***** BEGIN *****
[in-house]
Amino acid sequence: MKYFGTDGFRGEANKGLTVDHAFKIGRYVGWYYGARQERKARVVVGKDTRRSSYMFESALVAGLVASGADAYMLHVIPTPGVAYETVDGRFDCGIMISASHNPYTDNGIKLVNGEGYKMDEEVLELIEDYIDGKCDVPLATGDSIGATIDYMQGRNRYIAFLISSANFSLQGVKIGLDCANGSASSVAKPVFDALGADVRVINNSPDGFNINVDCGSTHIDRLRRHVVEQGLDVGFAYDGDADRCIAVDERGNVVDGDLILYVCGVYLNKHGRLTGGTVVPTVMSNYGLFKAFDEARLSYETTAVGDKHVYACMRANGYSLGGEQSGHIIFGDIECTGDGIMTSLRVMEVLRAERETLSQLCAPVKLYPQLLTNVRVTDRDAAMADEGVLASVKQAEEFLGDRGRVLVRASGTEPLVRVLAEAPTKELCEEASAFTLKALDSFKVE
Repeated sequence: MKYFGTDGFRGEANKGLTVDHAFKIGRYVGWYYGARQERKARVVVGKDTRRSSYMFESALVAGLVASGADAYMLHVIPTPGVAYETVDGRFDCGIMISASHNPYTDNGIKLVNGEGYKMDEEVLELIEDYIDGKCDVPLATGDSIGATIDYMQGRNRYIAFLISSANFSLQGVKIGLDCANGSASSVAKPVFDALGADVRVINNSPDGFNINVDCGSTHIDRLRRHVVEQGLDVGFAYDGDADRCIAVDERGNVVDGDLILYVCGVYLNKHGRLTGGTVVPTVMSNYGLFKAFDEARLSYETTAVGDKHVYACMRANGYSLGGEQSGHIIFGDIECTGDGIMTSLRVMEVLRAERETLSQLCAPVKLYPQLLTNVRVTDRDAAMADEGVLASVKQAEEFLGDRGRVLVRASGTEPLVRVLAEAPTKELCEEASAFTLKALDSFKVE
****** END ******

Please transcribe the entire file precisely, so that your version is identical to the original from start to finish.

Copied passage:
[in-house]
Amino acid sequence: MKYFGTDGFRGEANKGLTVDHAFKIGRYVGWYYGARQERKARVVVGKDTRRSSYMFESALVAGLVASGADAYMLHVIPTPGVAYETVDGRFDCGIMISASHNPYTDNGIKLVNGEGYKMDEEVLELIEDYIDGKCDVPLATGDSIGATIDYMQGRNRYIAFLISSANFSLQGVKIGLDCANGSASSVAKPVFDALGADVRVINNSPDGFNINVDCGSTHIDRLRRHVVEQGLDVGFAYDGDADRCIAVDERGNVVDGDLILYVCGVYLNKHGRLTGGTVVPTVMSNYGLFKAFDEARLSYETTAVGDKHVYACMRANGYSLGGEQSGHIIFGDIECTGDGIMTSLRVMEVLRAERETLSQLCAPVKLYPQLLTNVRVTDRDAAMADEGVLASVKQAEEFLGDRGRVLVRASGTEPLVRVLAEAPTKELCEEASAFTLKALDSFKVE
Repeated sequence: MKYFGTDGFRGEANKGLTVDHAFKIGRYVGWYYGARQERKARVVVGKDTRRSSYMFESALVAGLVASGADAYMLHVIPTPGVAYETVDGRFDCGIMISASHNPYTDNGIKLVNGEGYKMDEEVLELIEDYIDGKCDVPLATGDSIGATIDYMQGRNRYIAFLISSANFSLQGVKIGLDCANGSASSVAKPVFDALGADVRVINNSPDGFNINVDCGSTHIDRLRRHVVEQGLDVGFAYDGDADRCIAVDERGNVVDGDLILYVCGVYLNKHGRLTGGTVVPTVMSNYGLFKAFDEARLSYETTAVGDKHVYACMRANGYSLGGEQSGHIIFGDIECTGDGIMTSLRVMEVLRAERETLSQLCAPVKLYPQLLTNVRVTDRDAAMADEGVLASVKQAEEFLGDRGRVLVRASGTEPLVRVLAEAPTKELCEEASAFTLKALDSFKVE